Hong Kong – an expensive city

Hong Kong, a special administrative region of the People’s Republic of China, has been known as one of the most expensive cities in the world. Statistics from Numbeo reveal that, the price per square meter to buy an apartment in City Center is about 23,762.89 US dollars; even if an apartment is outside of the City Center, the price per square meter can be also as high as 15,051 US dollars.

So, land is MORE precious than gold in Hong Kong. It can be said that it’s unrealistic to free up much space to construct a solar power farm, especially a large-scale one. In general, most officials would prefer a skyscraper or public housing for low-income citizens.

On the other hand, energy is regarded as the engine of the development of a city – it’s not easy for the government to balance the relationship between renewables and economic efficiency in this new era.

Even so, as the charm of renewables has been obtained in-depth experience by many citizens, and advances have been achieved in the technical fields, more and more renewable power farms with good economic results are gradually appearing in this “gold city”.

The largest solar power farm located at the Siu Ho Wan Water Treatment Works

Recently the largest solar power farm, located at the Siu Ho Wan Water Treatment Works, was officially put into operation.

This solar power farm, consists of 4,200 pieces of polycrystalline silicon photovoltaic modules, is expected to generate 1.1 million kWh of solar power per year. And in the meantime, it can help reduce annual carbon dioxide emissions by about 770 tons.

Solar Power Farm at the Siu Ho Wan Water Treatment Works
Solar Power Farm at the Siu Ho Wan Water Treatment Works. Photo: GovHK

To make this concrete-structured solar power farm more flexible, then profitable, engineers utilized concrete bases to install the photovoltaic panels, without attached devices used to fix the photovoltaic arrays to the ground. So the “farm” can be easy to relocate to a proper place for better sunlight absorption and power conversion.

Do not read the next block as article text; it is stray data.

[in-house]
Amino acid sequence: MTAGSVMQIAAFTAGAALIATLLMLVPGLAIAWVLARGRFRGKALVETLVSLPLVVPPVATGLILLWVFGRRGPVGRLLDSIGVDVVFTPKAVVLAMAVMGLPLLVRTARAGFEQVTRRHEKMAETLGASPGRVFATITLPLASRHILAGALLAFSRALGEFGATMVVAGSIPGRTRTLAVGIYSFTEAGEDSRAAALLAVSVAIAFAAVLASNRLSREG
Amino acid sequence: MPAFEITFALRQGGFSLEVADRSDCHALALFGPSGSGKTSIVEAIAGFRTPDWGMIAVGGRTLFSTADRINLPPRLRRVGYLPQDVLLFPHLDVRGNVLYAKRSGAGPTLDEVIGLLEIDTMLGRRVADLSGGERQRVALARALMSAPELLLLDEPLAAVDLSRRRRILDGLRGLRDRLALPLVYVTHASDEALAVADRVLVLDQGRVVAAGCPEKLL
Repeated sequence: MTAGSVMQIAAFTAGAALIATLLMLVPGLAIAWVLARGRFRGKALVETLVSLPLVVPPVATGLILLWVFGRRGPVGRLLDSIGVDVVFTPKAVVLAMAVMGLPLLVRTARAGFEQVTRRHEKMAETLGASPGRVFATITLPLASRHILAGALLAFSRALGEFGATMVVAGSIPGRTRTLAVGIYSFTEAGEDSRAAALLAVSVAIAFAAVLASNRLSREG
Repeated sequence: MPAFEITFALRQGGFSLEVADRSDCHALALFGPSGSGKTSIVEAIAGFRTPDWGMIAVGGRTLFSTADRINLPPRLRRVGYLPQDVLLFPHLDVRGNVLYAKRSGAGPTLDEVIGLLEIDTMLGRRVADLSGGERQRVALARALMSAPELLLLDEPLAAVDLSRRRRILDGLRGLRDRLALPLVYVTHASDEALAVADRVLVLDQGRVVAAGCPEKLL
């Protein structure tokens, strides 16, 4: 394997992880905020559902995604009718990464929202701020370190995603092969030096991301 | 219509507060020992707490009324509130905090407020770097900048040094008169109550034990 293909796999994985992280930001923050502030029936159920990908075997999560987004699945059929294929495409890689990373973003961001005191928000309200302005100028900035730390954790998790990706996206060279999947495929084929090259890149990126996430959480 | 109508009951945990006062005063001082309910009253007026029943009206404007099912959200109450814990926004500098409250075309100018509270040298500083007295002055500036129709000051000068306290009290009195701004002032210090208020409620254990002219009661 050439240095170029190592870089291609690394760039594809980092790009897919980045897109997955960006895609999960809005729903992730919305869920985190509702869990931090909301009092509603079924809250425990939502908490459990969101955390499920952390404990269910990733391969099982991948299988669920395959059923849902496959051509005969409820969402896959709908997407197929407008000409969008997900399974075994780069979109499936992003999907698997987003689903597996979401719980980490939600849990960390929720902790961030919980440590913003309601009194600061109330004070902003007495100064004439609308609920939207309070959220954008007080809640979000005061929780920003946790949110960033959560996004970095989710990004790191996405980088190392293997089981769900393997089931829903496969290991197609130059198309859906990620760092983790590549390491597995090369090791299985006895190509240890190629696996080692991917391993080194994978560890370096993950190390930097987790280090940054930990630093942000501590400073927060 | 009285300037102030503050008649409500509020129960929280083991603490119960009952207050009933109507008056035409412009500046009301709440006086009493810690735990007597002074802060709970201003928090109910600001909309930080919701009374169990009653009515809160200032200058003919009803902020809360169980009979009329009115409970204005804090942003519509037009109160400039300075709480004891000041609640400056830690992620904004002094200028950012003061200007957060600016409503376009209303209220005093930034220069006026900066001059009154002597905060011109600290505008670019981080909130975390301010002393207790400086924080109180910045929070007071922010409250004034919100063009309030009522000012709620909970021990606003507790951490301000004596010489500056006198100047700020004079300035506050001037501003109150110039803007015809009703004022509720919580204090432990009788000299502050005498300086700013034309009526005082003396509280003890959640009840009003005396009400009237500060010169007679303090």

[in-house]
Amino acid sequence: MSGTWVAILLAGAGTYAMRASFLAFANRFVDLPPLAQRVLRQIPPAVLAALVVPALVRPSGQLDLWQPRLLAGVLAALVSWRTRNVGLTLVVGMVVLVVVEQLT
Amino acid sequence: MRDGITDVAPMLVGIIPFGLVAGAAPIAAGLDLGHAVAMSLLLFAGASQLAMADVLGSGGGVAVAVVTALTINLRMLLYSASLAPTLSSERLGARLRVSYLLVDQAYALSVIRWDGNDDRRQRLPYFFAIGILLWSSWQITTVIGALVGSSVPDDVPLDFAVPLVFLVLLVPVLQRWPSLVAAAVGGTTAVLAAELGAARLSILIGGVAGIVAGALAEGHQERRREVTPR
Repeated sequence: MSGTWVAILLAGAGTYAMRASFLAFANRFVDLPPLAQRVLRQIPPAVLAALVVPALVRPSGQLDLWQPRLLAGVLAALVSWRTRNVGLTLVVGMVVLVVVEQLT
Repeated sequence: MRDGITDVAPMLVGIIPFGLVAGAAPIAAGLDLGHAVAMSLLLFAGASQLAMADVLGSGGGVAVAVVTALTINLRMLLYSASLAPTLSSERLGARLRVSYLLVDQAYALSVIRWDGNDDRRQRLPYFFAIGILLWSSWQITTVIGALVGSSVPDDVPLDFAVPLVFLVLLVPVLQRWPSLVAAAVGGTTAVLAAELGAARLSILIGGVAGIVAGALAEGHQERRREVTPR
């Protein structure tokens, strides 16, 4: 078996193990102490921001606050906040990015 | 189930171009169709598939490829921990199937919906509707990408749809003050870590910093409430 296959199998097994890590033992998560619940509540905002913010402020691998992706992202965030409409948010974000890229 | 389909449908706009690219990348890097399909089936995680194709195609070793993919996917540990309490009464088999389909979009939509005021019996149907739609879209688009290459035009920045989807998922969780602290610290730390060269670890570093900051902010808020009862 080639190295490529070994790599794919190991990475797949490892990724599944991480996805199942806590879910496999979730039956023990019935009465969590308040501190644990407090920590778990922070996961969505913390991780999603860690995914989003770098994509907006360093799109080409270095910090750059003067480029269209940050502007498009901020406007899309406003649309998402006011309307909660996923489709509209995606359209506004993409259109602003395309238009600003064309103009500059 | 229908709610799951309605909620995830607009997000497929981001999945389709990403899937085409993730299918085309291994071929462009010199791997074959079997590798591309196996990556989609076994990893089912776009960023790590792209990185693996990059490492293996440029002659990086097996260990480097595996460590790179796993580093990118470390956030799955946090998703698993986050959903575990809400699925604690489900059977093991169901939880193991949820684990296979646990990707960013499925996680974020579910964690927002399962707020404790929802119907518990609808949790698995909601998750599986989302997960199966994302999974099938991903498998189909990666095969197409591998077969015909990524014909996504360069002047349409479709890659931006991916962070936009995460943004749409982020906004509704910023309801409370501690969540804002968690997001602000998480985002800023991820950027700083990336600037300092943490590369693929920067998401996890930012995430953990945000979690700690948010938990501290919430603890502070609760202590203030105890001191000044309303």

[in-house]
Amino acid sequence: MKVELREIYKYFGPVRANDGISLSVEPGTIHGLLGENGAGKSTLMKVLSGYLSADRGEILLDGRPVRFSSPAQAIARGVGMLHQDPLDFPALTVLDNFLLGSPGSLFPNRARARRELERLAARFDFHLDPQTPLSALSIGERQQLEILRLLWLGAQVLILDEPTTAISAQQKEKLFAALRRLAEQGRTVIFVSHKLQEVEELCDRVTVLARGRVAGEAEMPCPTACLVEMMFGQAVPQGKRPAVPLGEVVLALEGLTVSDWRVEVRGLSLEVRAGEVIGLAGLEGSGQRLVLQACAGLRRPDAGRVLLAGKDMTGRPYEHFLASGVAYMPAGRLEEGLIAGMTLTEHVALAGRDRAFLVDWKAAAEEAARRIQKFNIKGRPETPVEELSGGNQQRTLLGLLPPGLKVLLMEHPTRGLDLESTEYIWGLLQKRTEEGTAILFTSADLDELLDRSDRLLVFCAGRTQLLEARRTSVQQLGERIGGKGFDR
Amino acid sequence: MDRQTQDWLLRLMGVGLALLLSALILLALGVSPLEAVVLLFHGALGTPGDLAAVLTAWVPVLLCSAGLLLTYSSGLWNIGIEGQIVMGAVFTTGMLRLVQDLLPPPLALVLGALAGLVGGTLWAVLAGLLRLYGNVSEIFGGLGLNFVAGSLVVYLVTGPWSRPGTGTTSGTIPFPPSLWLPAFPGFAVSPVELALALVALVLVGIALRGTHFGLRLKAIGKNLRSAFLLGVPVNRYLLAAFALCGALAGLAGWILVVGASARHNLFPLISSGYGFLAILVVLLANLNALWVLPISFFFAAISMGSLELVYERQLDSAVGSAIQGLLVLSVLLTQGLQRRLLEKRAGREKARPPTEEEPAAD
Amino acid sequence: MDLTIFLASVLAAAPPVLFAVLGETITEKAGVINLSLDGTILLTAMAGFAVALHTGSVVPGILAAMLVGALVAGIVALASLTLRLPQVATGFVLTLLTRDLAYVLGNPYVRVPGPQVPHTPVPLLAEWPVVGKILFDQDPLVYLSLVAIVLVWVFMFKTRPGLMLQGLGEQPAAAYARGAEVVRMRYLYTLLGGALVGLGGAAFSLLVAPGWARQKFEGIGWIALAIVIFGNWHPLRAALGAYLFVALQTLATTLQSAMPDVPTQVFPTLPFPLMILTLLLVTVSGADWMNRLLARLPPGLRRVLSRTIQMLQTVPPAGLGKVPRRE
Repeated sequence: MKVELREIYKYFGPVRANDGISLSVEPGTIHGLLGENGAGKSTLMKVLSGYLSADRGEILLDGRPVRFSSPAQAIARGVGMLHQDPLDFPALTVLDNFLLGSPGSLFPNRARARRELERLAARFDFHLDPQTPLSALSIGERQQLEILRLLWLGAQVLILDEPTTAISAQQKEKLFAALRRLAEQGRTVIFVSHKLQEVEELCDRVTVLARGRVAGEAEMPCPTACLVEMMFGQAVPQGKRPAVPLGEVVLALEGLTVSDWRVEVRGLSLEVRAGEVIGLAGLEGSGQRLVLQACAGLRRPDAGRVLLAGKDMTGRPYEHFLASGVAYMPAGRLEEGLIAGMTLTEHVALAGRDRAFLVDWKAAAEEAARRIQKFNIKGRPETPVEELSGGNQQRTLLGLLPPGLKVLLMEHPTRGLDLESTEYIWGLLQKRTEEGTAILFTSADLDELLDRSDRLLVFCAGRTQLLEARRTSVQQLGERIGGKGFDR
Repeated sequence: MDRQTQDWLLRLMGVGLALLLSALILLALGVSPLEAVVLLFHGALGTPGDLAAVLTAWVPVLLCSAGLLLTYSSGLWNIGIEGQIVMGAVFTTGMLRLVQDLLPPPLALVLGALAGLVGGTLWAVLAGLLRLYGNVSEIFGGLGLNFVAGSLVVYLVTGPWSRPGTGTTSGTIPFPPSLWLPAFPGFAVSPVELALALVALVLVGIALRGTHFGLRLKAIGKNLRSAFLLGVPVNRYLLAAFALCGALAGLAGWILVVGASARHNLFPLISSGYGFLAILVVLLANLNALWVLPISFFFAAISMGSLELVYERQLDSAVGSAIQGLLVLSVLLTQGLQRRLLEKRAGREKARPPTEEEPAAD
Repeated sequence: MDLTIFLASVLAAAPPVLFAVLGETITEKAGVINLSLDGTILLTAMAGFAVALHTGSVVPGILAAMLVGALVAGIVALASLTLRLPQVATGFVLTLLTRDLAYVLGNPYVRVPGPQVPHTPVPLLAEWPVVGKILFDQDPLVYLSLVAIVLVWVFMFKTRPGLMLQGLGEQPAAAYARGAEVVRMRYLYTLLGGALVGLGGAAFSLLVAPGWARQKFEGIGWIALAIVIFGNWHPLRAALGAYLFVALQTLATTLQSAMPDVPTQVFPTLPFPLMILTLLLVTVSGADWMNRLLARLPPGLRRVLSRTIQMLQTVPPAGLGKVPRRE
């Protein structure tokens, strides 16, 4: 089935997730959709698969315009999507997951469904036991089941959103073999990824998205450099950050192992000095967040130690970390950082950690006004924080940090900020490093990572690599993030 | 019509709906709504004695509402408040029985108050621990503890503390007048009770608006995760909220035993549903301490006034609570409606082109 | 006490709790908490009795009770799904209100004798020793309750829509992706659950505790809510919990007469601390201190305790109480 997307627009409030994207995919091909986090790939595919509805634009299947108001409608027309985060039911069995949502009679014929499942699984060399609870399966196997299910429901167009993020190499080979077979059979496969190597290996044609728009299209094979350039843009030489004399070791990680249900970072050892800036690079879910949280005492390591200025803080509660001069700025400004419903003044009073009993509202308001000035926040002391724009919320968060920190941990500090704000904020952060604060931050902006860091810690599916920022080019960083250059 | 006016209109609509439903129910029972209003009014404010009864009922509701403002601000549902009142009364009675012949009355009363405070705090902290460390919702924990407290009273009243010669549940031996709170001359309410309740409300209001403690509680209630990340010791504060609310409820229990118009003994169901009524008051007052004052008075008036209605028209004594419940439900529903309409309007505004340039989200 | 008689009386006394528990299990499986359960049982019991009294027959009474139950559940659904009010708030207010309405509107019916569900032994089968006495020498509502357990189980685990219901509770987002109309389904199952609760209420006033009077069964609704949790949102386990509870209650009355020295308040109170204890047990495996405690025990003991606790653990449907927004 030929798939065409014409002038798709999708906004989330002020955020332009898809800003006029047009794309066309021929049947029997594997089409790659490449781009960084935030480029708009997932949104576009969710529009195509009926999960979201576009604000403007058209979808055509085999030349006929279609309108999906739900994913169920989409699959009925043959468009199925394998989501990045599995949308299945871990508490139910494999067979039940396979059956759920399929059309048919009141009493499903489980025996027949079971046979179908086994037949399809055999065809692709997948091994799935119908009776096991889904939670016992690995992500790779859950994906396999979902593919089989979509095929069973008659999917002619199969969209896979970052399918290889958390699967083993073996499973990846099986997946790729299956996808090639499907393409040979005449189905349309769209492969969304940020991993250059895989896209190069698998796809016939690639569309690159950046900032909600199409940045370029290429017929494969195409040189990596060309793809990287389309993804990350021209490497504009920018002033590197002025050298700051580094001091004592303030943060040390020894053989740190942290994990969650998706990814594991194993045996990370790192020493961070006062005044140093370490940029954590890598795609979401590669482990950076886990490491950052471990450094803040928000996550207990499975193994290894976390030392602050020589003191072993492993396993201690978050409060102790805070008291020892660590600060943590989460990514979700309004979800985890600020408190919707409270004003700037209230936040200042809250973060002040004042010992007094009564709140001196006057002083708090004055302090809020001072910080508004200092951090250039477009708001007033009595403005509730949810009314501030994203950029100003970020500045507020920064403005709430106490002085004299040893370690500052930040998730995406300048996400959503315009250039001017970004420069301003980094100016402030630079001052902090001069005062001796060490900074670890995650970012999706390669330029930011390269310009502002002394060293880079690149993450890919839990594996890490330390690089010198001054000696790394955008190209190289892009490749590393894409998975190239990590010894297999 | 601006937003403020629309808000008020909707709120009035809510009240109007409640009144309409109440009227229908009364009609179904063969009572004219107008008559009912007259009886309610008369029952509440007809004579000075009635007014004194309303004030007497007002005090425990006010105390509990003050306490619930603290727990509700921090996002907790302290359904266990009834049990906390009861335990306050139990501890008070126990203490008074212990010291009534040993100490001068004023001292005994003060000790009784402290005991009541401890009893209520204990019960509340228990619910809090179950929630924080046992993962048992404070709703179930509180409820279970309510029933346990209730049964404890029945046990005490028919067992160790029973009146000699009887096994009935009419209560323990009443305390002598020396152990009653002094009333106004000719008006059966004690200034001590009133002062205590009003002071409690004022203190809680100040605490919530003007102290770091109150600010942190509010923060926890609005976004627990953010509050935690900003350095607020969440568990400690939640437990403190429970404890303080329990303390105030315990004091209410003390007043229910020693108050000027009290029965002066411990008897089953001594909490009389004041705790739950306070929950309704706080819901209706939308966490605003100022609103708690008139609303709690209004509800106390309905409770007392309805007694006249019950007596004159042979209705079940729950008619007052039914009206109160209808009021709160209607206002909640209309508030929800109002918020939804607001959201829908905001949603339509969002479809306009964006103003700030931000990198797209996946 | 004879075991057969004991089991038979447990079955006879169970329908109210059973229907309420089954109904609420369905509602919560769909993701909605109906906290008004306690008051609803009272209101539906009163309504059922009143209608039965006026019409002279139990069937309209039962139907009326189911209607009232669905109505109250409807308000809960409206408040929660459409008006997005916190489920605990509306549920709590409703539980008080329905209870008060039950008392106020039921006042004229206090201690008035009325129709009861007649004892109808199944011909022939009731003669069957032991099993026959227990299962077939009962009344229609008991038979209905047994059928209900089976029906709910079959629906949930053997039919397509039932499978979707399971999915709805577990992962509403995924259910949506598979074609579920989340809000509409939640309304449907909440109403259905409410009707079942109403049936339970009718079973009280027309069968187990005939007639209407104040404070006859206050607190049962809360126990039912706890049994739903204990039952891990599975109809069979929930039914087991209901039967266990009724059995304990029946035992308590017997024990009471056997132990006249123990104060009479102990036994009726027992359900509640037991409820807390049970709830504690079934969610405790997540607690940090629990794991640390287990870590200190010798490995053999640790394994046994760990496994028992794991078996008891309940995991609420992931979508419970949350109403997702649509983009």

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Additionally, many digital screens are installed next to the photovoltaic panels to display real-time data, which help better monitor and master the operation of the solar power farm.

Mr Edwin TONG Ka-hung, Director of the Drainage Services Department (DSD), said that the Siu Ho Wan Water Treatment Works has been providing sewage treatment services for a total of around 200,000 citizens who are based in Chek Lap Kok Airport, Tung Chung, Discovery Bay and Hong Kong Disneyland. This solar power farm is sufficient to meet approximately a quarter of the power demand of the water treatment works – that equivalent to the annual power consumption of 230 households or a 30-storey residential building.

Planform of the Solar Power Farm at the Siu Ho Wan Water Treatment Works
Planform. Photo: GovHK

Actually, there’re many other solar photovoltaic farms to be built

Edwin TONG also added that besides the project at the Siu Ho Wan Water Treatment Works, the DSD is planning to install small-scale solar photovoltaic systems in other 20 facilities, basing on their local conditions. As the one mentioned in this article, these solar photovoltaic systems are designed to satisfy a portion of the power demand of their corresponding facilities where they’re located.

Since a large amount of biogas can be produced during the sewage treatment process, the DSD is considering actively making good use of this type of renewable energy. One of the approaches is to convert the biogas into electricity and thermal energy, aiming to reduce the dependence on traditional power supply.

Edwin TONG also explained that the utilization of renewables like solar energy and biogas by the Department is generating considerable energy equivalent to 32 million kWh of power per year. This amount can satisfy one-tenth of the total energy demand of the sector.

According to relevant statistics, the DSD has over 300 flood control and sewage treatment facilities, and is operating nearly 70 water treatment works. The total capacity of sewage treatment per year has reached 1 billion cubic meters, equivalent to the capacity of 400,000 standard swimming pools.

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It’s a forward-looking way to practice the concept of “use less, waste less”

Mr Wong Kam-sing, Secretary of the Environment Bureau, said in the opening ceremony of the solar power farm at the Siu Ho Wan Water Treatment Works that for combating climate change, the community must jointly practice the concept of “use less, waste less”, including energy and water conservation, green commuting and consumption.

The “Use Less, Waste Less” Concept
The “Use Less, Waste Less” Concept. Photo: Homepage of the Environment Bureau

To achieve a low-carbon city, in addition to the promotion of energy saving and the use of natural gas for power generation, the Hong Kong government is actively exploring approaches to utilize different types of renewable energy. The integration between a renewable facility and an infrastructure facility, like a solar power farm and a water treatment works, can be a good way to convert waste into energy. Photovoltaic power generation is proven to be a right direction and also an ideal way for Hong Kong to develop renewable energy, worthy of more support from the government.

What do you think about the development of the solar energy/renewable energy industry in Hong Kong? Feel free to leave a comment below. comment